skip to Main Content
contesting a will

Contesting a Will: Grounds and Legal Procedures

Contesting a will can be a complex and emotionally taxing process, but understanding the legal grounds and procedures involved is essential for those who believe they have been wronged during the estate division after a loved one’s death. In this informative guide, we delve into the reasons one might challenge a will and the steps required to navigate such a legal dispute.

Understanding Grounds for Contesting a Will

Before embarking on the daunting journey of contesting a will, it’s crucial to establish whether there are substantial grounds to do so. Here are common reasons that may warrant such an action:

Lack of Testamentary Capacity

This occurs when the decedent is believed to have lacked the mental capacity to understand the extent of their property or the effects of signing a will at the time the document was executed.

Undue Influence

Undue influence implies that the decedent was pressured or coerced into creating the will in a way that does not reflect their true intentions, often benefitting the influencer.

Fraud or Forgery

If it’s suspected that the will was tampered with, or the decedent was tricked into signing it under false pretenses, such actions could constitute fraud or forgery.

Improper Execution

A will must adhere to the legal formalities of signing and witnesses as dictated by state law. Failure to do so may render it invalid.

Mistake or Ambiguity

Sometimes, wills contain errors or are unclear, potentially causing disputes among potential heirs or beneficiaries.

Legal Procedures for Contesting a Will

Once the grounds to contest are identified, what follows is a structured legal process:

Gathering Evidence

Compiling documentation and testimony that support your claim is the first step.

Filing a Lawsuit

You will need to formally file a challenge against the will in probate court.

Discovery Phase

During discovery, both parties exchange information and evidence pertinent to the case.

Mediation or Settlement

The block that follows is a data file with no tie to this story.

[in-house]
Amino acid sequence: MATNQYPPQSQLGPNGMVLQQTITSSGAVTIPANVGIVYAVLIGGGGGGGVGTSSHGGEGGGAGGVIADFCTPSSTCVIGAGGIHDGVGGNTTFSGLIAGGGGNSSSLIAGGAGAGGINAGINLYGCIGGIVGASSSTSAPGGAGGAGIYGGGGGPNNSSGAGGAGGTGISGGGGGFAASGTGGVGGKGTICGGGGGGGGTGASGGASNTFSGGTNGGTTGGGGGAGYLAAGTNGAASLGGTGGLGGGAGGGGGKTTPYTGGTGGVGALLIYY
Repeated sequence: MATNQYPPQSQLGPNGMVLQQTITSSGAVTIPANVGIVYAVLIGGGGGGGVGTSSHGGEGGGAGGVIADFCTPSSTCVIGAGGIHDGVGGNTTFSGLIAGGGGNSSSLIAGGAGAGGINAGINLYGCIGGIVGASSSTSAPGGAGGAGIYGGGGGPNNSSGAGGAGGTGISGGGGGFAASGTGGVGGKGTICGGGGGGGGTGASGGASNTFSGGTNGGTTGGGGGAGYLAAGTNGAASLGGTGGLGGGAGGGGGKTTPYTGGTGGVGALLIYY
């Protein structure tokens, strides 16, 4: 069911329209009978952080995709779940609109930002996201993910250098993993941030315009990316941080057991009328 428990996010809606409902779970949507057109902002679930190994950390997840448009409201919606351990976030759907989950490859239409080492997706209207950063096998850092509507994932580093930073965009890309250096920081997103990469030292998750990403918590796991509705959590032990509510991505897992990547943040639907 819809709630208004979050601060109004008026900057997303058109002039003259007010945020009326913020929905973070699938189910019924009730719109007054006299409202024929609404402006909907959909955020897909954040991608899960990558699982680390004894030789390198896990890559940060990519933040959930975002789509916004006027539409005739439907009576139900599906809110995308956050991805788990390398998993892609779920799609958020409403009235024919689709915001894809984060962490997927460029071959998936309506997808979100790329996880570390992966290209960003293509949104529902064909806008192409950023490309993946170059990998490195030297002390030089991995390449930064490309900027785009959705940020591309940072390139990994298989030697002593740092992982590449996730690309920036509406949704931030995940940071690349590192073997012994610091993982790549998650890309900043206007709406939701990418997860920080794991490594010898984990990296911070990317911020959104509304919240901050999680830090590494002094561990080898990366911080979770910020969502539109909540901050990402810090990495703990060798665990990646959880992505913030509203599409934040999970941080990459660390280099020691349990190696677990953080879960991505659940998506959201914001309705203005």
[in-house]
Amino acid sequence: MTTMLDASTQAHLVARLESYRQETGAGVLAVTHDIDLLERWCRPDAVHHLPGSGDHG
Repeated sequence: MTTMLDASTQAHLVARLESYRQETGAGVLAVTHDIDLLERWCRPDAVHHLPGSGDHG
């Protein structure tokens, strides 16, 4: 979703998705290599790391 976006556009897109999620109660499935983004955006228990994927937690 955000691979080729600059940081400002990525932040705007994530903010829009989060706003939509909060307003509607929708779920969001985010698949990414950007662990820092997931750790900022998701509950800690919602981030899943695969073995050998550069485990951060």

Before reaching trial, parties may attempt to resolve the matter out of court through mediation or a settlement.


If no resolution is found, the case will go to trial where a judge or jury will determine the outcome.

Tips for Contesting a Will

Here are valuable tips for those considering a challenge:

Seek Legal Advice

Due to the intricacy of these cases, enlisting the expertise of a seasoned attorney is advised.

Gather Strong Evidence

Amass as much evidence as possible to build a solid case.

Be Prepared for the Process

Contesting a will can be lengthy and demanding—prepare mentally, emotionally, and financially.

Consider Mediation or Settlement

Concluding the matter outside of court can save time and resources.

Remember, challenging a will is a significant legal endeavor, and it is one that requires detailed knowledge of state laws and procedural nuances. To navigate these waters successfully, it’s crucial to have a reliable and experienced attorney who can offer the insight and representation necessary to ensure that your interests are accurately represented and defended. Jeffrey M. Rosenblum, P.C. is equipped to provide the expertise and compassionate guidance you need during these challenging times.

Armonk Estate Planning Attorney

Contesting a will is never easy, but having a knowledgeable Armonk estate planning attorney by your side is invaluable. Jeffrey M. Rosenblum, P.C. offers over 40 years of legal experience to clients throughout Armonk, Great Neck, Rockville, Melville, Brooklyn, and beyond.

If you find yourself in need of assistance in contesting a will, or seeking guidance on any other estate planning issues, don’t hesitate to contact us. Schedule a consultation today by calling 866-637-7300 and take the first step towards securing your future and protecting your rights.

Back To Top